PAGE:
Beef Plate Ribs

Aaron Franklin reports his favorite chunk of BBQ happens to be beef ribs.  Not the small beef back rib rack you can find in any grocery store but beef PLATE ribs that come from the underside of the cow. These ribs are enormous, they look like dinosaur ribs. The ribs have incredibly marbled meat that sits on top of the ribs.

I found these at Red Raider Meats last week. They are very easy to cook – rub with kosher salt and pepper, smoke at 285 until done.

There’s almost no trimming necessary, no need to wrap in foil and all that mess.  Just smoke em’ till they’re done.

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I got my 6 pound rack started on the smoker at 9 in the morning, they were done right at 5 o’clock.

I let them rest for 30 and cut into them, not that you needed a knife. Seriously – these things were soft.  The flavor is pretty good although I don’t think this is my favorite cut of BBQ.  They meat tastes like pot roast but with twice the flavor and 4 times the softness. You can literally put a finger into the meat and pinch out a chunk. Even Catalina liked them:

 

 

Brisket: Aaron Franklin Style

Last summer I got on a barbecue kick.  Now to quantify the ‘kick’ – I became obsessed and read through 2 books (Myron Mixon and Big Bob Gibson’s), ran through 20+ racks of ribs, 4+ pork shoulders, and about 5 briskets, all in an effort to learn how to smoke some good meat, Texas-style.  I even kept a log book to record all efforts, experiment, and decide what worked best.  I nailed ribs, pork shoulders are easy, but the brisket remained rather elusive.  So back to the drawing table for the brisket.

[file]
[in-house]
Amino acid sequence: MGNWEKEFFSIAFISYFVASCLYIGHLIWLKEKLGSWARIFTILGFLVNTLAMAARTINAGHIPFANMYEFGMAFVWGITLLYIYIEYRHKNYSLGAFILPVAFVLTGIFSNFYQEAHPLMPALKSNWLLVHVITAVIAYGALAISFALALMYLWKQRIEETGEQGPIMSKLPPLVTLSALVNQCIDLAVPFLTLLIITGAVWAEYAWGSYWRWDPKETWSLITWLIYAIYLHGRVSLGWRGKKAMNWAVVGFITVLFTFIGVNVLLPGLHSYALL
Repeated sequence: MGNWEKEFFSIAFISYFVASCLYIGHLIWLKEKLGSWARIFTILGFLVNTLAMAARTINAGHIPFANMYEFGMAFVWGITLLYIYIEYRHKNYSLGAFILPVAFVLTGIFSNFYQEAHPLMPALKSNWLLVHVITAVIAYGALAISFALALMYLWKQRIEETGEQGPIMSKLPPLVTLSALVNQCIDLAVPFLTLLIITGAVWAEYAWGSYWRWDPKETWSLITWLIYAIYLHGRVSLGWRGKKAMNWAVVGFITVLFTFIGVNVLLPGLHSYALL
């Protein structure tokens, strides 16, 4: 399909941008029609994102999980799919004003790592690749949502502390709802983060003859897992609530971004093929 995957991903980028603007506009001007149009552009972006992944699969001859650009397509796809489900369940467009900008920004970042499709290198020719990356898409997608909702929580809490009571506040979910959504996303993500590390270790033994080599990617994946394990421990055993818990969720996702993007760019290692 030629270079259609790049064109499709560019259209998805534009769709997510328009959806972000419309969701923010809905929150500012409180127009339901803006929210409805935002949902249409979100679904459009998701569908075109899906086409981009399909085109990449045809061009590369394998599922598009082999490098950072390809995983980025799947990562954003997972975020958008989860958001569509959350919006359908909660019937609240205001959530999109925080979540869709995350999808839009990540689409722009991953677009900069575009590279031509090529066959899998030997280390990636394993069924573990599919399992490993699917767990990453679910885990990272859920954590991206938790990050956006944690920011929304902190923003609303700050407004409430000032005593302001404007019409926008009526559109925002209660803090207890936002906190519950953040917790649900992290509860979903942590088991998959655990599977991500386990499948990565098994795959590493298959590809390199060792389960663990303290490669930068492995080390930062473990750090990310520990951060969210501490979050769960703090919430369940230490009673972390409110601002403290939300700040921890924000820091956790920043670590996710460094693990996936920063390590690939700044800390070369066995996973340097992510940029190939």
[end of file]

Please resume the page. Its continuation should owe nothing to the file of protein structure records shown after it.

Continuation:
I buy my brisket meat from Costco, it’s the only place in Lubbock that provides prime grade beef.

IMG_1483I followed advice from Aaron Franklin, owner of Franklin’s Barbecue in Austin, Texas, arguably the proprietor of the finest brisket in the universe. Check out this video and other Aaron Franklin gems:

So I followed his advice, using ‘Dalmation Rub’ of only salt and pepper, and placed a water pan under the brisket.  I chose age hickory and mesquite to smoke with, I set the grill up for 250 and smoked the brisket throughout the night.

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This brisket went all night and finished up at an internal temp of 201 in the morning, measured the temp in the flat.  No ‘Texas Crutch’ used. I tried using foil and injecting brisket last year, all to no avail, this brisket was cooked all the way through without any gimmicks, I wrapped the brisket with ‘pink butcher paper‘ at the end like Franklin does, to rest and cool.

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The brisket was damn delightful. Juicy and delightful.

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I need to repeat this effort, but as far as I’m concerned it seems the best way to cook brisket is the most basic.

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